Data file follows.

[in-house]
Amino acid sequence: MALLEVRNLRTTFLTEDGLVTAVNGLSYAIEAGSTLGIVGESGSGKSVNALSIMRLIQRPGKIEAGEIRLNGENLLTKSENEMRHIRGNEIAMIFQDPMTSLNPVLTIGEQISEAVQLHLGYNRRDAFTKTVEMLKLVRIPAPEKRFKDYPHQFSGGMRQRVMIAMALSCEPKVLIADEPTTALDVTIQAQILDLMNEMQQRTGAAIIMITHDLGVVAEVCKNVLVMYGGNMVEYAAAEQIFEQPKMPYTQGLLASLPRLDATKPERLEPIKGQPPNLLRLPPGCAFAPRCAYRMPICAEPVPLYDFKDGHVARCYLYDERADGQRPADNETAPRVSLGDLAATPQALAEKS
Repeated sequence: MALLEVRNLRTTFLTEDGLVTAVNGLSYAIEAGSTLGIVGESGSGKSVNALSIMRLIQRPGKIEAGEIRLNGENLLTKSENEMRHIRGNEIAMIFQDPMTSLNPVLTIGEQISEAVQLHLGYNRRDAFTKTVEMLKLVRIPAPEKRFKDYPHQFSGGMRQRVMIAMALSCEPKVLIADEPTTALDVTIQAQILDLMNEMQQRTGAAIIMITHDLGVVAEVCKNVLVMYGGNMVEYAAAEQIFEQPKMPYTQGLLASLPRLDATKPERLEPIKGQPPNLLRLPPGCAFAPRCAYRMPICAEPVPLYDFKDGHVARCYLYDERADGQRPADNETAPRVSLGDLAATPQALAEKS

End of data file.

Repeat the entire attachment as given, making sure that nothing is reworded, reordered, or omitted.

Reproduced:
[in-house]
Amino acid sequence: MALLEVRNLRTTFLTEDGLVTAVNGLSYAIEAGSTLGIVGESGSGKSVNALSIMRLIQRPGKIEAGEIRLNGENLLTKSENEMRHIRGNEIAMIFQDPMTSLNPVLTIGEQISEAVQLHLGYNRRDAFTKTVEMLKLVRIPAPEKRFKDYPHQFSGGMRQRVMIAMALSCEPKVLIADEPTTALDVTIQAQILDLMNEMQQRTGAAIIMITHDLGVVAEVCKNVLVMYGGNMVEYAAAEQIFEQPKMPYTQGLLASLPRLDATKPERLEPIKGQPPNLLRLPPGCAFAPRCAYRMPICAEPVPLYDFKDGHVARCYLYDERADGQRPADNETAPRVSLGDLAATPQALAEKS
Repeated sequence: MALLEVRNLRTTFLTEDGLVTAVNGLSYAIEAGSTLGIVGESGSGKSVNALSIMRLIQRPGKIEAGEIRLNGENLLTKSENEMRHIRGNEIAMIFQDPMTSLNPVLTIGEQISEAVQLHLGYNRRDAFTKTVEMLKLVRIPAPEKRFKDYPHQFSGGMRQRVMIAMALSCEPKVLIADEPTTALDVTIQAQILDLMNEMQQRTGAAIIMITHDLGVVAEVCKNVLVMYGGNMVEYAAAEQIFEQPKMPYTQGLLASLPRLDATKPERLEPIKGQPPNLLRLPPGCAFAPRCAYRMPICAEPVPLYDFKDGHVARCYLYDERADGQRPADNETAPRVSLGDLAATPQALAEKS